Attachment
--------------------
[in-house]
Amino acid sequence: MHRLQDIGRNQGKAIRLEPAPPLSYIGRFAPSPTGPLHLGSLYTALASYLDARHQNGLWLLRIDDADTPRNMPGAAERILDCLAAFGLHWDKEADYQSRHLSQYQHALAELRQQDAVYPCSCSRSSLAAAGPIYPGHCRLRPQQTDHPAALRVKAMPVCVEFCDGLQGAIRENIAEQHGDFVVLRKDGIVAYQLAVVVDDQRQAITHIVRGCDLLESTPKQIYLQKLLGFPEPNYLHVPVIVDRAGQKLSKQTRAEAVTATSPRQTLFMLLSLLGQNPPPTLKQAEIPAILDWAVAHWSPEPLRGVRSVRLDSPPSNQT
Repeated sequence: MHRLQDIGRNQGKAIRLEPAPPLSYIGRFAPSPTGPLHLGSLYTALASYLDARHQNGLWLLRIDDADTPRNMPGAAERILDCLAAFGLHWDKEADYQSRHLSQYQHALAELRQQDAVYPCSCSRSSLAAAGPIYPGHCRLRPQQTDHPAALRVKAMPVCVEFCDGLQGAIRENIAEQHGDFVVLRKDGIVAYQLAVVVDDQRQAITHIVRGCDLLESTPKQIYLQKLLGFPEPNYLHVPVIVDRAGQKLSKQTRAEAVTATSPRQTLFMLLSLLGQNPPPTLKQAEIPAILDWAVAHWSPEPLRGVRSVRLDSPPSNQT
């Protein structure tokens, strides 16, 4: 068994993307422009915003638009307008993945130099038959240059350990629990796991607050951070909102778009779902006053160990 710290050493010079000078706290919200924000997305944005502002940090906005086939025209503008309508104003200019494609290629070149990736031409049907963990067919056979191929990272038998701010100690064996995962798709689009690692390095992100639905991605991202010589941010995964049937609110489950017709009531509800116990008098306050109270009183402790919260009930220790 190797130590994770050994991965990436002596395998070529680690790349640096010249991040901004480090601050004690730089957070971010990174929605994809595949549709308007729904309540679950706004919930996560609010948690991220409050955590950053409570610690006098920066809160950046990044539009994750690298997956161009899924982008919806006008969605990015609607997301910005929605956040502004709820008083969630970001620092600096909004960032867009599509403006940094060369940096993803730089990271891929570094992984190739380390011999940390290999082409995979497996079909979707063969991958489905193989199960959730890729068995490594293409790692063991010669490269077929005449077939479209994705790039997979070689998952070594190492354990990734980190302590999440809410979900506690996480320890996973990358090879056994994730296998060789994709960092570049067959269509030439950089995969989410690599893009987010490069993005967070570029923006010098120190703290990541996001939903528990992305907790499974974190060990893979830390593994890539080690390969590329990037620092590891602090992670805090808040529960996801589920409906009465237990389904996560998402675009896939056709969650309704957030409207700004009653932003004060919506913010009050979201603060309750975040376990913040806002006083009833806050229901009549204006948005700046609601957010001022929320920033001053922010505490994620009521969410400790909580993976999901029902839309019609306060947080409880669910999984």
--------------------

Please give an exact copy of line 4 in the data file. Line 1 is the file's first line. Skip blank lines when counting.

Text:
């Protein structure tokens, strides 16, 4: 068994993307422009915003638009307008993945130099038959240059350990629990796991607050951070909102778009779902006053160990 710290050493010079000078706290919200924000997305944005502002940090906005086939025209503008309508104003200019494609290629070149990736031409049907963990067919056979191929990272038998701010100690064996995962798709689009690692390095992100639905991605991202010589941010995964049937609110489950017709009531509800116990008098306050109270009183402790919260009930220790 190797130590994770050994991965990436002596395998070529680690790349640096010249991040901004480090601050004690730089957070971010990174929605994809595949549709308007729904309540679950706004919930996560609010948690991220409050955590950053409570610690006098920066809160950046990044539009994750690298997956161009899924982008919806006008969605990015609607997301910005929605956040502004709820008083969630970001620092600096909004960032867009599509403006940094060369940096993803730089990271891929570094992984190739380390011999940390290999082409995979497996079909979707063969991958489905193989199960959730890729068995490594293409790692063991010669490269077929005449077939479209994705790039997979070689998952070594190492354990990734980190302590999440809410979900506690996480320890996973990358090879056994994730296998060789994709960092570049067959269509030439950089995969989410690599893009987010490069993005967070570029923006010098120190703290990541996001939903528990992305907790499974974190060990893979830390593994890539080690390969590329990037620092590891602090992670805090808040529960996801589920409906009465237990389904996560998402675009896939056709969650309704957030409207700004009653932003004060919506913010009050979201603060309750975040376990913040806002006083009833806050229901009549204006948005700046609601957010001022929320920033001053922010505490994620009521969410400790909580993976999901029902839309019609306060947080409880669910999984």